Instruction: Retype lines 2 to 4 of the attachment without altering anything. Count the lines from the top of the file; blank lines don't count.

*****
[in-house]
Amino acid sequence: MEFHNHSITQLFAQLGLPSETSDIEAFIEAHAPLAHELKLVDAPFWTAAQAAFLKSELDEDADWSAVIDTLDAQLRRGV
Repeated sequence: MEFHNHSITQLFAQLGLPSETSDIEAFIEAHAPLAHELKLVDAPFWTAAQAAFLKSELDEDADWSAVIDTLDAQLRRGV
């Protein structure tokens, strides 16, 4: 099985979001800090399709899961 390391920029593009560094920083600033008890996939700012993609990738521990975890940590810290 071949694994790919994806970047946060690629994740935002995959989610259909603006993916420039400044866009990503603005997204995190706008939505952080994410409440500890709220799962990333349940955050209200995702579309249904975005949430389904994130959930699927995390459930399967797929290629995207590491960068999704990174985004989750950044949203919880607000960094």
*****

Amino acid sequence: MEFHNHSITQLFAQLGLPSETSDIEAFIEAHAPLAHELKLVDAPFWTAAQAAFLKSELDEDADWSAVIDTLDAQLRRGV
Repeated sequence: MEFHNHSITQLFAQLGLPSETSDIEAFIEAHAPLAHELKLVDAPFWTAAQAAFLKSELDEDADWSAVIDTLDAQLRRGV
């Protein structure tokens, strides 16, 4: 099985979001800090399709899961 390391920029593009560094920083600033008890996939700012993609990738521990975890940590810290 071949694994790919994806970047946060690629994740935002995959989610259909603006993916420039400044866009990503603005997204995190706008939505952080994410409440500890709220799962990333349940955050209200995702579309249904975005949430389904994130959930699927995390459930399967797929290629995207590491960068999704990174985004989750950044949203919880607000960094």